Alice and Bob want to again talk to each other. This time they have a big secret to share amongst each other. Alice has a secret copy of the script of the latest movie Avengers 4 and she wants only Bob to look at it. Alice and Bob live far away and it is impossible to share a secret key. So they use asymmetric cryptography. What happens here is, we use a mathematical function to derive a set of keys. However, if you have one key, you shall not be able to generate the other one. This means that if an evildoer gets a copy of Bob’s public key, it does not mean she can employ some mathematical magic and find out Bob’s private key. But if someone got Bob’s private key, then there is big trouble—no one other than the owner should have access to a private key.

An important point to note here is that either key from this set can act as a private or a public key and can be used for encryption or decryption. What Bob needs is to keep one of them extremely safe and the other one can be listed anywhere.

What really happens then? If Bob encrypts data with his private key, the receiver must have a copy of Bob’s public key to decrypt it. The receiver can decrypt Bob’s message and decide to reply to Bob in an encrypted form. All she needs to do is encrypt her reply with Bob’s public key, and then Bob can decrypt the message with his private key. It is not possible to encrypt and decrypt using the same key when using an asymmetric key encryption technology because, although mathematically related, the two keys are not the same key, as they are in symmetric cryptography.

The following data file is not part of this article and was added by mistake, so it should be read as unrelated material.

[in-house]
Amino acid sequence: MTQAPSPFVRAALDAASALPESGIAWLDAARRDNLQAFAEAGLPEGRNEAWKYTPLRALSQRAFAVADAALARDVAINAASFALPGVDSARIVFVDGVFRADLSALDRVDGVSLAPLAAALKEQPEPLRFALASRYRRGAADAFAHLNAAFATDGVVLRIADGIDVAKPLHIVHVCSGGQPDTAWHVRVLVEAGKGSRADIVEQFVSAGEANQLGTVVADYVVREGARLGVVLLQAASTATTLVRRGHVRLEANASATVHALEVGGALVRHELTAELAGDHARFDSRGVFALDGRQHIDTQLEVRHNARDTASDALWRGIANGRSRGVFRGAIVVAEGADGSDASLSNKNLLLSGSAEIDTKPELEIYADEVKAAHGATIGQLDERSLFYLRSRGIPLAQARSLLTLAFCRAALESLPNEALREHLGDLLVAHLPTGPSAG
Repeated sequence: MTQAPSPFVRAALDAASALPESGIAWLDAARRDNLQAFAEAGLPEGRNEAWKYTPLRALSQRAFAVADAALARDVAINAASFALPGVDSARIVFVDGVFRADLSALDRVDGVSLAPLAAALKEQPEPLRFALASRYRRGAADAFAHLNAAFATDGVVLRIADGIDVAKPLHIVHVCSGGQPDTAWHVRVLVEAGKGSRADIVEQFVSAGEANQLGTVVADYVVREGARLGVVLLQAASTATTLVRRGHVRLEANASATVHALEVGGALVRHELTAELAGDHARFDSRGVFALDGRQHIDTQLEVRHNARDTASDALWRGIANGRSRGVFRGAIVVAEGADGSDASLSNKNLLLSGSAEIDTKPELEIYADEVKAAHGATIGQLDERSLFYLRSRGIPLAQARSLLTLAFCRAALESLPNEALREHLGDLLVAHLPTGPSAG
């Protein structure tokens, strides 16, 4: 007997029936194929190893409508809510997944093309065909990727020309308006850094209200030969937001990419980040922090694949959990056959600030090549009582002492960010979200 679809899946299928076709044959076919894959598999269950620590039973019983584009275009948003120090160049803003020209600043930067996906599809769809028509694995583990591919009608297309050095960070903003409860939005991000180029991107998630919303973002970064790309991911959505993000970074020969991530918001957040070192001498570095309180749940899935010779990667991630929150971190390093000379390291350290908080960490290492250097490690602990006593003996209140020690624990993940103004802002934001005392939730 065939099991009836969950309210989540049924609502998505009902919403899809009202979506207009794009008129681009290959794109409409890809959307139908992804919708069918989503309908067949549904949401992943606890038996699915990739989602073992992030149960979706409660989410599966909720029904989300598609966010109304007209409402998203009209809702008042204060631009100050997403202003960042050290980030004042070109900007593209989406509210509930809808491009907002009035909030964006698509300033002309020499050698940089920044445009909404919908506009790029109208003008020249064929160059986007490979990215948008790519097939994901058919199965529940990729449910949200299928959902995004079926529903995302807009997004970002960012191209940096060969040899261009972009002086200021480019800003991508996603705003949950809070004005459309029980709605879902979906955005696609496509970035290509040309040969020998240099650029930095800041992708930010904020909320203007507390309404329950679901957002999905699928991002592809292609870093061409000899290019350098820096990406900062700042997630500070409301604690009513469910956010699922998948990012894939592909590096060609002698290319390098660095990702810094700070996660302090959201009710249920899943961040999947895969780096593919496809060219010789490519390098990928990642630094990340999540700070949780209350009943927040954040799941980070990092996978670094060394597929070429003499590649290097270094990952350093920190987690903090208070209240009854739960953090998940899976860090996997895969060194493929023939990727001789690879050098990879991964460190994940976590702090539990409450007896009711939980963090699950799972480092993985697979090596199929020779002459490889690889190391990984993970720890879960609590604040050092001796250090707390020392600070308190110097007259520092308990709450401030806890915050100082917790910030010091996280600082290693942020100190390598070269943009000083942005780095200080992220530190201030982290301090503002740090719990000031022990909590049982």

Bob can encrypt data with his private key, and the receiver can then decrypt it with Bob’s public key. By decrypting the message with Bob’s public key, the receiver can be sure the message really came from Bob. A message can be decrypted with a public key only if the message was encrypted with the corresponding private key. This provides authentication because Bob is the only one who is supposed to have his private key. If the receiver wants to make sure Bob is the only one who can read her reply, she will encrypt the response with his public key. Only Bob will be able to decrypt the message because he is the only one who has the necessary private key.